Denver is one of the Most Competitive Housing Markets in the US

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The coronavirus pandemic's unprecedented shifts have resulted in an increased demand for housing in Denver.

The coronavirus pandemic's unprecedented shifts have resulted in an increased demand for housing in Denver, according to CNBC.

Tech workers leaving the Bay Area and metropolitan individuals from the east coast looking for more outdoor space have flooded the region. In September, Denver experienced a record-low number of homes for sale. There were 3,041 single-family homes listed for sale, a massive drop from the previous record low of 5,693, according to the Denver Metro Association of Realtors.

The low supply and high demand resulted in the median price of homes surging in Denver. The median prices for single-family and condo homes hit record highs of $510,000 and $334,752, respectively. A record number of listing hit the market in September but could not keep up with the demand.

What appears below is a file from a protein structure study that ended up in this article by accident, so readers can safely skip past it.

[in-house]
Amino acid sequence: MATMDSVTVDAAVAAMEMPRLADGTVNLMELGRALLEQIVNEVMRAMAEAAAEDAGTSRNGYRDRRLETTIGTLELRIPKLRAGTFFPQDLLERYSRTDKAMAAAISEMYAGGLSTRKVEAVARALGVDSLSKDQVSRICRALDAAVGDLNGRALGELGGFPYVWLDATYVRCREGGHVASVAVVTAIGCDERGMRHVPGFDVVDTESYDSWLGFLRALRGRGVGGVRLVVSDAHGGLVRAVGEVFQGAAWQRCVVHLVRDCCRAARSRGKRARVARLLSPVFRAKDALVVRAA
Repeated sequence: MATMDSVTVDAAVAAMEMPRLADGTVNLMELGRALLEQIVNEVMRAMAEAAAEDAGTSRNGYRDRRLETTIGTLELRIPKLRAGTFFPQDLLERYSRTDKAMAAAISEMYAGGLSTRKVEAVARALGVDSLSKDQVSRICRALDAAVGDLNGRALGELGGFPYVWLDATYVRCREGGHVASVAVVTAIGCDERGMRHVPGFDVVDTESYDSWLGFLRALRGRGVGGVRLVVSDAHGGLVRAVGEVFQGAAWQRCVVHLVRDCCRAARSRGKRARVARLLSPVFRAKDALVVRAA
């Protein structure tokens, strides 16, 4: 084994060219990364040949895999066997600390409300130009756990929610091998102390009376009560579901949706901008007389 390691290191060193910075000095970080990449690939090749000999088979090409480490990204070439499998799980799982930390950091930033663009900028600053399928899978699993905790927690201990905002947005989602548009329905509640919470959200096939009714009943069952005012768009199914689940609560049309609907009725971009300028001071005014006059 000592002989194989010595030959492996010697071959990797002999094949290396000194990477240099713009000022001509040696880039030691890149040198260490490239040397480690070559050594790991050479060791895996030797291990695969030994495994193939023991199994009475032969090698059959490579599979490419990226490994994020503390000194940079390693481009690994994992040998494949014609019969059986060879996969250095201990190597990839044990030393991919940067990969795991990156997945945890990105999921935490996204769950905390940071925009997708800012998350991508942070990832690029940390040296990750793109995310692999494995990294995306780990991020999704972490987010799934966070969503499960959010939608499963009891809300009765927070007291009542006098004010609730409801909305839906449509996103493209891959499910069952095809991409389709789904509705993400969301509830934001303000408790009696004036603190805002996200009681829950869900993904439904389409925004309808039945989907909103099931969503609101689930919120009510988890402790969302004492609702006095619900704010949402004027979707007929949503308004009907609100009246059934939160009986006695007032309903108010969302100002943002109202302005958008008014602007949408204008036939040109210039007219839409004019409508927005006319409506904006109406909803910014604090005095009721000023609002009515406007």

“Home sellers are hesitant to sell as the thought of moving and logistics of that process may feel daunting during a pandemic,” said Andrew Abrams, chair of the DMAR market trends committee. “Homebuyers, on the other hand, may be spending a great deal more time at home and realizing they want more space, while also looking to take advantage of the low interest rates.”

Luxury properties have even seen a massive spike. Sales of homes priced above $1 million were up 80 percent on an annualized basis. “While the excess demand partly caused by the spring market shutdown has been largely satiated, the market remains considerably more active than the year-ago period,” said Jonathan Miller of Miller Samuels, a real estate appraisal firm.

Other cities around the US have seen massive surges in home-buying as consumers rediscover the US amid the pandemic.

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